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Multi-Class Liquid Chromatography-High Resolution Mass Spectrometry Methods for Monitoring of Mycotoxins and Metabolites in Human Plasma for Exposure Studies


Multi-Class Liquid Chromatography-High Resolution Mass Spectrometry Methods for Monitoring of Mycotoxins and Metabolites in Human Plasma for Exposure Studies

Slobodchikova, Irina (2020) Multi-Class Liquid Chromatography-High Resolution Mass Spectrometry Methods for Monitoring of Mycotoxins and Metabolites in Human Plasma for Exposure Studies. PhD thesis, Concordia University.

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Mycotoxins are secondary metabolites produced by fungi that can pose a serious threat to human and animal health due to their toxicity. The assessment of human chronic exposure to mycotoxins requires reliable and highly sensitive multi-analyte assay(s) enabling simultaneous measurements of common toxicologically important mycotoxins and their metabolites in human plasma.
The first goal of the thesis was to develop sensitive liquid chromatography – high-resolution mass spectrometry (LC-HRMS) multi-mycotoxin method(s) for the detection and quantification of common toxicologically important mycotoxins frequently occurring in Canada and emerging mycotoxins of interest. Based on the results of extraction recoveries and chromatographic separation, two LC-HRMS methods were required to cover the full mycotoxin panel of interest. The first method combined liquid-liquid extraction with pentafluorophenyl reversed-phase LC-HRMS for the quantification of 17 mycotoxins, aflatoxins B1, B2, G1 and G2, zearalenone, 7-α-hydroxy-zearalenol (α-ZOL), 7-β-hydroxy-zearalenol, zearalanone, 7-α-hydroxy-zearalanol, 7-β-hydroxy-zearalanol, T-2 toxin, HT-2 toxin, deoxynivalenol, nivalenol, 15-acetyldeoxynivalenol, 3-acetyldeoxynivalenol and fusarenon X. The method was validated using procedures described in the Food and Drug Administration (FDA) guidance for Industry Bioanalytical Method Validation. Lower limits of quantification (LLOQs) ranged from 0.1 to 0.5 ng/ml, except for nivalenol (3 ng/ml). The method (intra-day and inter-day) accuracy and precision ranged from 85.6% to 116.4% and from 1.6% to 15.6% RSD, respectively, excluding α-ZOL for which an accuracy of 72.9 % to 97.2% was observed. The second method covered ten mycotoxins, fumonisin B1, fumonisin B2, ochratoxin α (OTα), citrinin, ochratoxin A, beauvericin, enniatin A, enniatin A1 (ENNA1), enniatin B (ENNB) and enniatin B1, and combined methanol protein precipitation with C18 reversed-phase chromatography and polarity-switching LC-HRMS. LLOQs ranged from 1.25 to 4 ng/ml. Absolute recovery ranged from 86.6% to 127.7% in individual plasma samples. Significant matrix effects were observed for OTα (77.5%) in one out of ten individual plasma samples and fumonisins (134.8% to 167.8%), ENNB (69.7% to 79.4%) and ENNA (69.3% to 79.2%) in all individual plasma samples. The rest of the mycotoxins showed negligible matrix effects ranging from 87.2% to 112.2% in all lots of plasma tested.
Excellent LLOQs, negligible matrix effects and accurate quantitation capability of the first method coupled with the lower cost of analysis per sample make the method suitable for large-scale analysis of human plasma samples. The second method is also simple and low cost but requires additional modification to further improve LLOQs and reduce the matrix effect before full validation and implementation. Both methods are versatile and can be applied for retrospective analysis and other applications such as metabolism studies due to the use of HRMS and superior chromatographic separation. To show this capability, the first method was successfully applied for the in-depth metabolism studies of 17 mycotoxins. The method showed excellent suitability and advantages for the detection of various mycotoxin metabolites from Phase I metabolism and glucuronidation obtained from human microsomal incubations. Two ppm mass accuracy with internal mass calibration reduced the number of possible elemental formulas for a measured m/z value. Data-dependent acquisition in combination with collision-induced dissociation or higher energy collisional dissociation was used to ensure adequate fragmentation and to study the structure of the mycotoxin metabolites. The Compound Discoverer 2.1 software, which contains extensive libraries of common metabolic pathways and mass spectral libraries, was used to streamline the identification and the characterization of the metabolites. In total, 188 mycotoxin metabolites were generated, characterized and used to build an extensive in-house library of human mycotoxin metabolites. One hundred metabolites were reported for the first time, showing the power and sensitivity of the approach. For these 17 mycotoxins, 92 metabolites were previously described in literature, and among these known metabolites only four could not be generated using our approach. Currently, this is the most comprehensive LC-MS library of human mycotoxin metabolites.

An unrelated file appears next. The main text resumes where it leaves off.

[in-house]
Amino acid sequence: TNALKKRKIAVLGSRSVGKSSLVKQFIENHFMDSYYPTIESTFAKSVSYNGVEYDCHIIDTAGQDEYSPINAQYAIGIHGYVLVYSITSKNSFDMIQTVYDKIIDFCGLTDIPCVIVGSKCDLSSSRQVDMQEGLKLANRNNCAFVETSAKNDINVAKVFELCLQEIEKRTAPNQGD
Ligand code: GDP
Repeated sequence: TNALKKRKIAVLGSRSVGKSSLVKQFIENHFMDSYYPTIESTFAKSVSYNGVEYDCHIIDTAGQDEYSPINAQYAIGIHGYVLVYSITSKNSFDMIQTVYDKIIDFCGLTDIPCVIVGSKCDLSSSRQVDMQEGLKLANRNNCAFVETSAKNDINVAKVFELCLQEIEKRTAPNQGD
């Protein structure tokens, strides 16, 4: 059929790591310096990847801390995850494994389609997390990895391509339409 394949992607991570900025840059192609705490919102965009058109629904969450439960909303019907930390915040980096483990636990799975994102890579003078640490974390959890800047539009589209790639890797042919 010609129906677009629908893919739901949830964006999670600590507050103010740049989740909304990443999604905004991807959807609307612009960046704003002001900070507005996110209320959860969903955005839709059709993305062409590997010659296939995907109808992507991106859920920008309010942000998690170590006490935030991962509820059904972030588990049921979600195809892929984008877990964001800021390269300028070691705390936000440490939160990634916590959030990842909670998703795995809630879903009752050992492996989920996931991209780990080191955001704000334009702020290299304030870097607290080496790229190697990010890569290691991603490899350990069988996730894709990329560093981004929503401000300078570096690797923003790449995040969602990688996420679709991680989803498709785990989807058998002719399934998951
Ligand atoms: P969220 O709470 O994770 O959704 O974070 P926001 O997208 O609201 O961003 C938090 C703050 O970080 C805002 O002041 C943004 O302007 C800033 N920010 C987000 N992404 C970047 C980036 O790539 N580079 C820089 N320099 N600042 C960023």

In conclusion, both LC-MS methods and the in-house mycotoxin metabolite library will allow the monitoring of 27 mycotoxins and their 188 metabolites in large-scale biomonitoring studies. In the long-term, this will help to prioritize metabolites that should be routinely included during exposure monitoring studies and will provide important new data on mycotoxin exposure of the Canadian population.

Divisions:Concordia University > Faculty of Arts and Science > Chemistry and Biochemistry
Item Type:Thesis (PhD)
Authors:Slobodchikova, Irina
Institution:Concordia University
Degree Name:Ph. D.
Date:16 June 2020
Thesis Supervisor(s):Vuckovic, Dajana
Keywords:mycotoxins, LC-MS, metabolites
ID Code:987193
Deposited On:27 Oct 2022 13:51
Last Modified:28 Oct 2022 00:00
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